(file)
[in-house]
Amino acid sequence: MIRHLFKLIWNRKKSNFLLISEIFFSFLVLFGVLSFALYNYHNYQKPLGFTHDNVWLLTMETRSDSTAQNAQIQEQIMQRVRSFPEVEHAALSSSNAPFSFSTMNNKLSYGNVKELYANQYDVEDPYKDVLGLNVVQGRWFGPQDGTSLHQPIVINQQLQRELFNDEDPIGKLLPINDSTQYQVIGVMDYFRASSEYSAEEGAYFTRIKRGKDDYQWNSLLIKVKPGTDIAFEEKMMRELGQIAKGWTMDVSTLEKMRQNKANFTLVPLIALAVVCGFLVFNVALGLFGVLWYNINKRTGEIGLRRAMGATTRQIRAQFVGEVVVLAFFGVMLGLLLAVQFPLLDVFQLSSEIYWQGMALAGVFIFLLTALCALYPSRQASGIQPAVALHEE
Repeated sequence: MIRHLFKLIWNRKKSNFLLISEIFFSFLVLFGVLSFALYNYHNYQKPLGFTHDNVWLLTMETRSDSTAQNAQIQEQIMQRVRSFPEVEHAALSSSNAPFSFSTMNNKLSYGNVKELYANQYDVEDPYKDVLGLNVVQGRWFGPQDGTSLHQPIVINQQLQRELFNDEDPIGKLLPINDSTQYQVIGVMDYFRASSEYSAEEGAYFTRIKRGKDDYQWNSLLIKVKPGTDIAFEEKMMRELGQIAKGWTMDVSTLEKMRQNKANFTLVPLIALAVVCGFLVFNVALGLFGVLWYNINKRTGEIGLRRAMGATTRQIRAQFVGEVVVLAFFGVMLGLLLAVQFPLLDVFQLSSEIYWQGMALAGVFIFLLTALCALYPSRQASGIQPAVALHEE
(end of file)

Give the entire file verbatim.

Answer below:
[in-house]
Amino acid sequence: MIRHLFKLIWNRKKSNFLLISEIFFSFLVLFGVLSFALYNYHNYQKPLGFTHDNVWLLTMETRSDSTAQNAQIQEQIMQRVRSFPEVEHAALSSSNAPFSFSTMNNKLSYGNVKELYANQYDVEDPYKDVLGLNVVQGRWFGPQDGTSLHQPIVINQQLQRELFNDEDPIGKLLPINDSTQYQVIGVMDYFRASSEYSAEEGAYFTRIKRGKDDYQWNSLLIKVKPGTDIAFEEKMMRELGQIAKGWTMDVSTLEKMRQNKANFTLVPLIALAVVCGFLVFNVALGLFGVLWYNINKRTGEIGLRRAMGATTRQIRAQFVGEVVVLAFFGVMLGLLLAVQFPLLDVFQLSSEIYWQGMALAGVFIFLLTALCALYPSRQASGIQPAVALHEE
Repeated sequence: MIRHLFKLIWNRKKSNFLLISEIFFSFLVLFGVLSFALYNYHNYQKPLGFTHDNVWLLTMETRSDSTAQNAQIQEQIMQRVRSFPEVEHAALSSSNAPFSFSTMNNKLSYGNVKELYANQYDVEDPYKDVLGLNVVQGRWFGPQDGTSLHQPIVINQQLQRELFNDEDPIGKLLPINDSTQYQVIGVMDYFRASSEYSAEEGAYFTRIKRGKDDYQWNSLLIKVKPGTDIAFEEKMMRELGQIAKGWTMDVSTLEKMRQNKANFTLVPLIALAVVCGFLVFNVALGLFGVLWYNINKRTGEIGLRRAMGATTRQIRAQFVGEVVVLAFFGVMLGLLLAVQFPLLDVFQLSSEIYWQGMALAGVFIFLLTALCALYPSRQASGIQPAVALHEE